Famed as a decorator, Tiepolo made this small sketch as his model for a vast ceiling fresco in the throne room of the Royal Palace of Madrid, a project that was the climax of his illustrious career. Taking its cue from the room's function, Tiepolo's design has as its central feature the allegorical figure of Spain enthroned and flanked by Herculean statues. Just above is the trumpeting figure of Fame. The borders are packed with lively figures representing the provinces of Spain and the continents where she held colonies. At the upper left, Christopher Columbus stands with outstretched arms on the deck of his ship. Nearby are Neptune, god of the sea, who guides the expedition, and an American Indian in a feathered headdress.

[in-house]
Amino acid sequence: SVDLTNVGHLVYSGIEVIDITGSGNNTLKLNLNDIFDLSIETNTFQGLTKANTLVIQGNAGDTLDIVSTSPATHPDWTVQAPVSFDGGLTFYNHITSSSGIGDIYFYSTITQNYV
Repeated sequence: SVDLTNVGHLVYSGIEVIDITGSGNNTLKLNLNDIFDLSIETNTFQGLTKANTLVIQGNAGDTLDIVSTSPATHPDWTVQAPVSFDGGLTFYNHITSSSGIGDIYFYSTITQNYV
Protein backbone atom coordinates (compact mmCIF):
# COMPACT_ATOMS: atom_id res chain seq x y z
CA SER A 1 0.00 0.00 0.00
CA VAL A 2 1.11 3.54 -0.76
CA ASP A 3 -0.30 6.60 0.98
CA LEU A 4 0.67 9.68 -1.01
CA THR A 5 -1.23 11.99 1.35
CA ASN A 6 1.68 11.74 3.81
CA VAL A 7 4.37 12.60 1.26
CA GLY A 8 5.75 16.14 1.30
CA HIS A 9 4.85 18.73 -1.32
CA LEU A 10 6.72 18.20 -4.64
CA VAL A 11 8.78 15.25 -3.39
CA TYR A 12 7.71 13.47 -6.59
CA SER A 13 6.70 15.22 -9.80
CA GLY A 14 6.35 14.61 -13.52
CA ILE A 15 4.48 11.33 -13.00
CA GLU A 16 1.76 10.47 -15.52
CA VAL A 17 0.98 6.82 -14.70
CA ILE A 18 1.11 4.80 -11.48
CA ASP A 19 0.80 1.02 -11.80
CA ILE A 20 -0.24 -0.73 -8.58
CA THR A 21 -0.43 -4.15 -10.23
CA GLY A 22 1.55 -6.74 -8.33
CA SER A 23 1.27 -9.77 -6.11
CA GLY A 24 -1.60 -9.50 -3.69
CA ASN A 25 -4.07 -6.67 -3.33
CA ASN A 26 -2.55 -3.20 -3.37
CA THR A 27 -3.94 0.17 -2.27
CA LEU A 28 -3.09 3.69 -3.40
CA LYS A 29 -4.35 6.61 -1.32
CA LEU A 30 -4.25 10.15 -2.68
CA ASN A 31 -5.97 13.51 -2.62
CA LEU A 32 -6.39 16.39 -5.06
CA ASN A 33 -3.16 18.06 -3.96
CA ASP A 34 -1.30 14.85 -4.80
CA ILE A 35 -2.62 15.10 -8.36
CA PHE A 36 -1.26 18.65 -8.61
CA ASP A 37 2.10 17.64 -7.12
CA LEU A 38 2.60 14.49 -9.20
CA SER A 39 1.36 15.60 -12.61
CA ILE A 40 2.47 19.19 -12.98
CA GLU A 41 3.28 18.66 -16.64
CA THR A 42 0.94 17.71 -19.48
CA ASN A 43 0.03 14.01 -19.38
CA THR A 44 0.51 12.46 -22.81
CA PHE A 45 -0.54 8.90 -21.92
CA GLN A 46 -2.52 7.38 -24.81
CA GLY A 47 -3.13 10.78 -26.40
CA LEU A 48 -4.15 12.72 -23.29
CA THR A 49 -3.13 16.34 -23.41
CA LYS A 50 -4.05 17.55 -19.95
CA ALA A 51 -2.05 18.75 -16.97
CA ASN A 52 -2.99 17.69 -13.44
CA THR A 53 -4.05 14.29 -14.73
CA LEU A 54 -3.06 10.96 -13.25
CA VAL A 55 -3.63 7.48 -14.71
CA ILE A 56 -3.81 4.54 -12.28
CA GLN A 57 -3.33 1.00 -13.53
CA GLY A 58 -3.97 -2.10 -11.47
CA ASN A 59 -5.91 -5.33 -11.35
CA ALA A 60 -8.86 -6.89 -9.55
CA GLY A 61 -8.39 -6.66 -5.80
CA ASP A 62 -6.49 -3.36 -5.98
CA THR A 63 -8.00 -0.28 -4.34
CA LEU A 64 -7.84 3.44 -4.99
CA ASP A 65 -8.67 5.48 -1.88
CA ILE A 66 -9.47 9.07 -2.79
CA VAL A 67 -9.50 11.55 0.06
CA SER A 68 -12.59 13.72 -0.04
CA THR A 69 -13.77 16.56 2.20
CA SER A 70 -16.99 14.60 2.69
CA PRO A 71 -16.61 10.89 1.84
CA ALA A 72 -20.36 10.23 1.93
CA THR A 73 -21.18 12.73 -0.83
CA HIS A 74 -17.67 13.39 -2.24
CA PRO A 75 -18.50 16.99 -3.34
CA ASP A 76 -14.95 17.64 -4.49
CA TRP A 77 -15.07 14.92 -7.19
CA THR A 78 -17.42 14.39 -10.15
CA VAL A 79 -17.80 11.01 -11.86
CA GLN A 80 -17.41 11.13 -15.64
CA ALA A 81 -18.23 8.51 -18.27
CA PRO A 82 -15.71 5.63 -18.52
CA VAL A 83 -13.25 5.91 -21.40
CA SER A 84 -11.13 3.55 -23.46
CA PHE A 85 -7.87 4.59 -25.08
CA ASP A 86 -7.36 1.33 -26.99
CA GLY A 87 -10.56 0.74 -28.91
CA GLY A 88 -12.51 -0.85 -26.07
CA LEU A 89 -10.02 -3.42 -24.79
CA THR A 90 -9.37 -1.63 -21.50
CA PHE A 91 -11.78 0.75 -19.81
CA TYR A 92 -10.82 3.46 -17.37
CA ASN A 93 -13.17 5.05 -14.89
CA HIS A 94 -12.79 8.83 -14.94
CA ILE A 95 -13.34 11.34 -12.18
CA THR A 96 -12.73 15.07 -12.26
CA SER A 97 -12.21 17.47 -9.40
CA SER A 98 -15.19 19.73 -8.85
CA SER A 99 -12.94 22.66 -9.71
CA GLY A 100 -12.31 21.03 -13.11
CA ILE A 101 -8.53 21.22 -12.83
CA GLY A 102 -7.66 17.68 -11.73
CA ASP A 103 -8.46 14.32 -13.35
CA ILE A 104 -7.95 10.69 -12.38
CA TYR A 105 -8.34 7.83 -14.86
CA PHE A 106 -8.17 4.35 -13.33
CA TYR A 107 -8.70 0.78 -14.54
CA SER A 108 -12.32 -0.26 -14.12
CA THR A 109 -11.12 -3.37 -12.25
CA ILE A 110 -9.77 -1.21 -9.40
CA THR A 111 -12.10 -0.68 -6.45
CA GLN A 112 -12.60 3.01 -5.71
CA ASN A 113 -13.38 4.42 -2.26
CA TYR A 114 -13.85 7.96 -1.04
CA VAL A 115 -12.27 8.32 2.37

One must think of this as a design to be seen overhead in a large, high-ceilinged room. With his legendary facility, Tiepolo resolved the difficulties of foreshortening forms seen from sharply below, of deploying the figures in coherent groups, and, in turn, incorporating the groups into an effective overall design. The result is an airy sweep that seems to open directly to the heavens with all its buoyant and extravagant population paying homage to Spain.
More information on this painting can be found in the Gallery publication Italian Paintings of the Seventeenth and Eighteenth Centuries, which is available as a free PDF https://www.nga.gov/content/dam/ngaweb/research/publications/pdfs/italian-paintings-17th-and-18th-centuries.pdf